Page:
Fall 2020: PHY 555
Instructor: Marivi Fernandez-Serra
Office: Physics B-139; office hours: Mon 4:30-6:00; Fr-9:00-10:00
The class will meet in Javits 102, MWF 11:45 am-12:40 pm
The meeting location is not fixed, and will depend on the number of students that the room can accommodate while maintaining social distance requirements.
Special Covid-19 Information
Everyone participating in this class, must wear a mask/face covering at all times. Any student not in compliance with this will be asked to leave the class.
Every effort will be made to avoid changing the course schedule, but the possibility exists that unforeseen events will make syllabus changes necessary. It is your responsibility to check Blackboard or this webpage for corrections or updates to the syllabus. Any changes will be clearly noted in course announcements or through Stony Brook email.
Course Delivery Mode and Structure:
This is an in person course, ready to adopt an online format at any time. I will use the Blackboard learning management system (LMS), but it is expected to consist of face-to-face meetings. In preparation for a possible full online delivery need, all assignments and office hours and beyond class interactions will utilize internet technologies. See “Technical Requirements” section for more information. In Blackboard, you will access online lessons, course materials, and resources.
How We Will Communicate:
Course-related questions should be posted in the General Questions Forum in the course Discussion board, in Blackboard, or asked directly in our in person classes. For personal/private issues, email me directly. If you use Blackboard’s email tool from the course site, it will automatically include your full name, course name and section when you send me an email. Please allow between 24-48 hours for an email reply. Your Stony Brook University email must be used for all University-related communications. You must have an active Stony Brook University email account and access to the Internet. All instructor correspondence will be sent to your SBU email account. Plan on checking your SBU email account regularly for course-related messages. To log in to Stony Brook Google Mail, go to http://www.stonybrook.edu/mycloud and sign in with your NetID and password.
Regular announcements will be sent from Blackboard. These will be posted in the course site and may or may not be sent by email.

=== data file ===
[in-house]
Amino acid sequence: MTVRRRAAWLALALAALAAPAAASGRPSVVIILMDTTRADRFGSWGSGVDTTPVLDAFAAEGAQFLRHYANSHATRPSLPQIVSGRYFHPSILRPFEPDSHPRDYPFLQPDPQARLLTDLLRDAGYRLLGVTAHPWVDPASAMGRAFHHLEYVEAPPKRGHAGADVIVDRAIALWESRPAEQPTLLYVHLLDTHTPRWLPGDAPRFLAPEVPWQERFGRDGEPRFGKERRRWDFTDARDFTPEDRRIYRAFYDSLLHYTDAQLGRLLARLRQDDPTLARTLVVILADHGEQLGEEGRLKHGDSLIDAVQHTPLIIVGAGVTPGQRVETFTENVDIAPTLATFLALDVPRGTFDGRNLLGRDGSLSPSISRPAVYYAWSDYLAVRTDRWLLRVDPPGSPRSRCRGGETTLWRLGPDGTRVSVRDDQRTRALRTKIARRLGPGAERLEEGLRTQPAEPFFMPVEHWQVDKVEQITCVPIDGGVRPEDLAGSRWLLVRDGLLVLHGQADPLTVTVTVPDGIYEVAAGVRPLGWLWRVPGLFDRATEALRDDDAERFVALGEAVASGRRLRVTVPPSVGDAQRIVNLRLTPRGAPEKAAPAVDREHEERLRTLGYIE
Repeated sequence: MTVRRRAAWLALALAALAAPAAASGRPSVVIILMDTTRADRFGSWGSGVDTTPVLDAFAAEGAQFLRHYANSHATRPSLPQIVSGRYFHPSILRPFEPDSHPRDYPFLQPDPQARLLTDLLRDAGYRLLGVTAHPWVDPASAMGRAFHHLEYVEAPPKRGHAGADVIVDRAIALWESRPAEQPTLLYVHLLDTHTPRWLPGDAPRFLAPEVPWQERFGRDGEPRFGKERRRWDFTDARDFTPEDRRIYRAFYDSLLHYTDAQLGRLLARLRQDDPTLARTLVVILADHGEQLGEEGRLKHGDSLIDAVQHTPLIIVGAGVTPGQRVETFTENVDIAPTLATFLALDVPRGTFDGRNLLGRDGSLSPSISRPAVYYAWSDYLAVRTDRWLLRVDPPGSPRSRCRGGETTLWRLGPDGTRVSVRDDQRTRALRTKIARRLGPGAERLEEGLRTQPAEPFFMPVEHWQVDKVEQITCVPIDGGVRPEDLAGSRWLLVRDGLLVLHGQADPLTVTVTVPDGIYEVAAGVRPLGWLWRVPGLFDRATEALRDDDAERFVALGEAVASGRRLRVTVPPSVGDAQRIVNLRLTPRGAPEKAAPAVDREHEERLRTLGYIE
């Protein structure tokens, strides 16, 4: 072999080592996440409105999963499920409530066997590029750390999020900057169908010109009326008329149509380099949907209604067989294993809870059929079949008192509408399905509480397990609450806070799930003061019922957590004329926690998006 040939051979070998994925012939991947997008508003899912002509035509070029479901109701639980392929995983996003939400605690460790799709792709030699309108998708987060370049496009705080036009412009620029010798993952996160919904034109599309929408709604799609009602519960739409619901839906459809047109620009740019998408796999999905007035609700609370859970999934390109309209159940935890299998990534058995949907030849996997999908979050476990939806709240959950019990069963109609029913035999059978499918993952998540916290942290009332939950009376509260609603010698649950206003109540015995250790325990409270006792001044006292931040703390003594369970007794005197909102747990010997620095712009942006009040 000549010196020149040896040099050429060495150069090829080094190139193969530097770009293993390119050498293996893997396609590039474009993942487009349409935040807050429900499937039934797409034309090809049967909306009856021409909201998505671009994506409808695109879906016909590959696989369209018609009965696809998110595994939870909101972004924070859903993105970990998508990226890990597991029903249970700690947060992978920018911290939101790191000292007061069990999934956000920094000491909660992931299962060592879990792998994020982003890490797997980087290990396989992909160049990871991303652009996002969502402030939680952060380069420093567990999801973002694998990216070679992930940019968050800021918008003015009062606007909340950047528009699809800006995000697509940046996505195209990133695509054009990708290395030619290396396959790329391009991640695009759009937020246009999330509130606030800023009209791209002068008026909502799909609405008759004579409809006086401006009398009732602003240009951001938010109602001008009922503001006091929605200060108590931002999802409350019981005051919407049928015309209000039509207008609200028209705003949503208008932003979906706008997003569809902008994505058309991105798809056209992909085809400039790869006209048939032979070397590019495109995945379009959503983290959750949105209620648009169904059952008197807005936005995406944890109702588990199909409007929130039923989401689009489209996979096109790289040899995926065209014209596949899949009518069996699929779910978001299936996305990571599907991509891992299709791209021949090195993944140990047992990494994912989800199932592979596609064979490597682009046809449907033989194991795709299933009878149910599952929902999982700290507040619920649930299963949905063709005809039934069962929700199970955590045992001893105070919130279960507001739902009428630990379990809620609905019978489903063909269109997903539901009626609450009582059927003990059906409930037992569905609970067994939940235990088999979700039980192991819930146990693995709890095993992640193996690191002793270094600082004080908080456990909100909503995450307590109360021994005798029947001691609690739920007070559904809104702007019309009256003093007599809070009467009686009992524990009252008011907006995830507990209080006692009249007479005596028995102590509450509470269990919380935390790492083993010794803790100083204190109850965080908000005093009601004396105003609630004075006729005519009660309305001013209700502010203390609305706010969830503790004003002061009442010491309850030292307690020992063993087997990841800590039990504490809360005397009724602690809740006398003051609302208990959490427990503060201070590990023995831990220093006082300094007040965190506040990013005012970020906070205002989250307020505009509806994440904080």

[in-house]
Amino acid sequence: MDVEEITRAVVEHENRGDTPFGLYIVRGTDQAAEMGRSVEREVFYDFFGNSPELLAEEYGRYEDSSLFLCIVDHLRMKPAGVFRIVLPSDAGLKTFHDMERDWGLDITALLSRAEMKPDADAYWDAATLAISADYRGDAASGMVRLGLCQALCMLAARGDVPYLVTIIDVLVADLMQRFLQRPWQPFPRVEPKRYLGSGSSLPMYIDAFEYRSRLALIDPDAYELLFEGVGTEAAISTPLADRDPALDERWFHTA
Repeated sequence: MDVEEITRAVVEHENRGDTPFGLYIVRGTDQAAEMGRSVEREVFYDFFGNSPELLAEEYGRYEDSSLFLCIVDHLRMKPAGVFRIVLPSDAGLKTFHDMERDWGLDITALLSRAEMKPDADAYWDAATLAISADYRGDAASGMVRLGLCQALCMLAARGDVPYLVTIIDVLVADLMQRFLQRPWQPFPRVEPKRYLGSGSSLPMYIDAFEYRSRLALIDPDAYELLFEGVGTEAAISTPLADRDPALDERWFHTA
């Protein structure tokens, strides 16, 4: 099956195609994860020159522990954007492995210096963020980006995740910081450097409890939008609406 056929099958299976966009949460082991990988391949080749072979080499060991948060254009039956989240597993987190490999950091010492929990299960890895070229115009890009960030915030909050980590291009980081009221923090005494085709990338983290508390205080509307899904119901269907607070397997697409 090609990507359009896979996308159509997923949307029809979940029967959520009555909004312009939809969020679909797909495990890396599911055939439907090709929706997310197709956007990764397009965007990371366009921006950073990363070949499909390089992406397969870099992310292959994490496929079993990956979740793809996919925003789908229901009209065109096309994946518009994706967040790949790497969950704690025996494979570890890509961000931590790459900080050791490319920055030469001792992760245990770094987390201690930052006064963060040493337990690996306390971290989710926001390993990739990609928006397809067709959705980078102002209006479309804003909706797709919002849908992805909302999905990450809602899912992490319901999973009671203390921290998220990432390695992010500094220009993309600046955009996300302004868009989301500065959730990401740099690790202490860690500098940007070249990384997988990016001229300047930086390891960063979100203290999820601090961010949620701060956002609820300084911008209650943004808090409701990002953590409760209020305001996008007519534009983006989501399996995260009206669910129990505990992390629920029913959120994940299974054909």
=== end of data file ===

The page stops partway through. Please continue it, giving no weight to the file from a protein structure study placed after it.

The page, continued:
Regular communication is essential in online classes. Logging in once a day, checking the discussion board and participating with your peers ensures that you are able to remain an active member of the class and earn full points for participation.
This course uses Blackboard for the facilitation of communications between faculty and students, submission of assignments, and posting of grades and feedback. The Blackboard course site can be accessed at https://blackboard.stonybrook.edu
If you are unsure of your NetID, visit https://it.stonybrook.edu/help/kb/finding-your-netid-and-password for more information. You are responsible for having a reliable computer and Internet connection throughout the term. Caution! You will be at a disadvantage if you attempt to complete all coursework on a smart phone or tablet. It may not be possible to submit the files required for your homework assignments.
The following list details a minimum recommended computer set-up and the software packages you will need to have access to, and be able to use:
- PC with Windows 10 or higher (we recommend a 3-year Warranty)
- Macintosh with OS 10.11 or higher (we recommend a 3-year Warranty)
- Intel Core i5 or higher
- 250 GB Hard Drive
- 8 GB RAM
- Latest version of Chrome or Firefox; Mac users may use Chrome or Firefox. (A complete list of supported browsers and operating systems can be found on the My Institution page when you log in to Blackboard.)
- High speed internet connection
- Word processing software (Microsoft Word, Google Docs, etc.)
- Headphones/earbuds and a microphone
- Webcam (recommended)
- Printer (optional)
- Ability to download and install free software applications and plug-ins (note: you must have administrator access to install applications and plug-ins).
Scope of the Course
A study of the fundamental principles and concepts of condensed matter physics.
Part I is dedicated to understanding basic concepts. Will introduce the modern conceptual models of a solid from the point of view of (i) interacting atoms and (ii) elementary excitations, developing a solid base on the basic elements needed to understand many of the properties of solids and the methods to calculate them.